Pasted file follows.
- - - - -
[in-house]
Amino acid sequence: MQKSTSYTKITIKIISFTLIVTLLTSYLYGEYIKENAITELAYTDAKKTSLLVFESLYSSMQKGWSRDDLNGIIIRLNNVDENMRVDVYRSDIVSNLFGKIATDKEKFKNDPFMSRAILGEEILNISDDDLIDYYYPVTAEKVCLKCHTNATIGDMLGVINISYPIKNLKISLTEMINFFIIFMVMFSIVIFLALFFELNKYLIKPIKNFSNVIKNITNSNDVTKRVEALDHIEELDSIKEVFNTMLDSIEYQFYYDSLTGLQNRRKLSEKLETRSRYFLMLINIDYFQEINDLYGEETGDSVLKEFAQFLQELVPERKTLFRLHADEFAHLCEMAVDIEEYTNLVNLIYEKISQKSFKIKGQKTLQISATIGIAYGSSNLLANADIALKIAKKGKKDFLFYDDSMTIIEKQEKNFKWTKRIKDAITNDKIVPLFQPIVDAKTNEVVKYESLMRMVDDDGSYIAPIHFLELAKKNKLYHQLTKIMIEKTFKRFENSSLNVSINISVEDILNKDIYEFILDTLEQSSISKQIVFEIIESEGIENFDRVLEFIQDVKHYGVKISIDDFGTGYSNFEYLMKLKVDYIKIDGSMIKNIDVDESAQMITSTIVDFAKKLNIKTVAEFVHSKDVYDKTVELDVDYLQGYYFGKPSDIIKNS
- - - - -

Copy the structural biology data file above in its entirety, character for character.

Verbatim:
[in-house]
Amino acid sequence: MQKSTSYTKITIKIISFTLIVTLLTSYLYGEYIKENAITELAYTDAKKTSLLVFESLYSSMQKGWSRDDLNGIIIRLNNVDENMRVDVYRSDIVSNLFGKIATDKEKFKNDPFMSRAILGEEILNISDDDLIDYYYPVTAEKVCLKCHTNATIGDMLGVINISYPIKNLKISLTEMINFFIIFMVMFSIVIFLALFFELNKYLIKPIKNFSNVIKNITNSNDVTKRVEALDHIEELDSIKEVFNTMLDSIEYQFYYDSLTGLQNRRKLSEKLETRSRYFLMLINIDYFQEINDLYGEETGDSVLKEFAQFLQELVPERKTLFRLHADEFAHLCEMAVDIEEYTNLVNLIYEKISQKSFKIKGQKTLQISATIGIAYGSSNLLANADIALKIAKKGKKDFLFYDDSMTIIEKQEKNFKWTKRIKDAITNDKIVPLFQPIVDAKTNEVVKYESLMRMVDDDGSYIAPIHFLELAKKNKLYHQLTKIMIEKTFKRFENSSLNVSINISVEDILNKDIYEFILDTLEQSSISKQIVFEIIESEGIENFDRVLEFIQDVKHYGVKISIDDFGTGYSNFEYLMKLKVDYIKIDGSMIKNIDVDESAQMITSTIVDFAKKLNIKTVAEFVHSKDVYDKTVELDVDYLQGYYFGKPSDIIKNS